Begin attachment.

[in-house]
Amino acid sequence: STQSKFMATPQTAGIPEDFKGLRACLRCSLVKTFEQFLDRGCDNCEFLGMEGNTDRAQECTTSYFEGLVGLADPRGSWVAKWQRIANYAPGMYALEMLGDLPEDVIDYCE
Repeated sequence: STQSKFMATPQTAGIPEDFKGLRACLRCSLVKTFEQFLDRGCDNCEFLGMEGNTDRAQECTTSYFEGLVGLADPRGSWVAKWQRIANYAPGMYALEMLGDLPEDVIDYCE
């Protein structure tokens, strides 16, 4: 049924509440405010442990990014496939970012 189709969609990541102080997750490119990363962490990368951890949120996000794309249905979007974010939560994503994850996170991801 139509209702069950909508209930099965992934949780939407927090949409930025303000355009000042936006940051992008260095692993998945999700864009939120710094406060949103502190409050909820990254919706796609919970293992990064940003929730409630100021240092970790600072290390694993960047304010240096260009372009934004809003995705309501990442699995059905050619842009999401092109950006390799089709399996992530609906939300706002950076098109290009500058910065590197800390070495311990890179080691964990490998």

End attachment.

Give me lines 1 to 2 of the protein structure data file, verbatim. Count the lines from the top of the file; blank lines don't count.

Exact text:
[in-house]
Amino acid sequence: STQSKFMATPQTAGIPEDFKGLRACLRCSLVKTFEQFLDRGCDNCEFLGMEGNTDRAQECTTSYFEGLVGLADPRGSWVAKWQRIANYAPGMYALEMLGDLPEDVIDYCE